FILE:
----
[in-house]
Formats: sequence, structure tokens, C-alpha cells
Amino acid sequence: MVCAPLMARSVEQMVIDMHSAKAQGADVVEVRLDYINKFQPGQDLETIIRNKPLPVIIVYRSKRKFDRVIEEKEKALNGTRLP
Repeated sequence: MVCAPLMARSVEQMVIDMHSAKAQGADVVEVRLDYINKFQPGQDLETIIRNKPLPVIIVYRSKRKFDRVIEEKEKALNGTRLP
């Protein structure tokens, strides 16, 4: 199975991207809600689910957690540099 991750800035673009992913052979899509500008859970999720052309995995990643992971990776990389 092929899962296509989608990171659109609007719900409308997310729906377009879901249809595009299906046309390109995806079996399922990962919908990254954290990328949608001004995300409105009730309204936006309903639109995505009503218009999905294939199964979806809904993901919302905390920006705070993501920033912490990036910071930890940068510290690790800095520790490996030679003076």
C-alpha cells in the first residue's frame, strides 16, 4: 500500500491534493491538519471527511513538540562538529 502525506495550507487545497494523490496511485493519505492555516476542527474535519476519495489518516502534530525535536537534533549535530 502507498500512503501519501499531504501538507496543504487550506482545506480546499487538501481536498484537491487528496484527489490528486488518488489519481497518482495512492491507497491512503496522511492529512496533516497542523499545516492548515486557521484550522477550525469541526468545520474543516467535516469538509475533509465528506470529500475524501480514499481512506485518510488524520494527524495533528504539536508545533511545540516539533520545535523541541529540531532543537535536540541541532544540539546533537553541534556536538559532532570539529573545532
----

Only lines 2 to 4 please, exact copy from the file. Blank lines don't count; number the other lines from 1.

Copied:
Formats: sequence, structure tokens, C-alpha cells
Amino acid sequence: MVCAPLMARSVEQMVIDMHSAKAQGADVVEVRLDYINKFQPGQDLETIIRNKPLPVIIVYRSKRKFDRVIEEKEKALNGTRLP
Repeated sequence: MVCAPLMARSVEQMVIDMHSAKAQGADVVEVRLDYINKFQPGQDLETIIRNKPLPVIIVYRSKRKFDRVIEEKEKALNGTRLP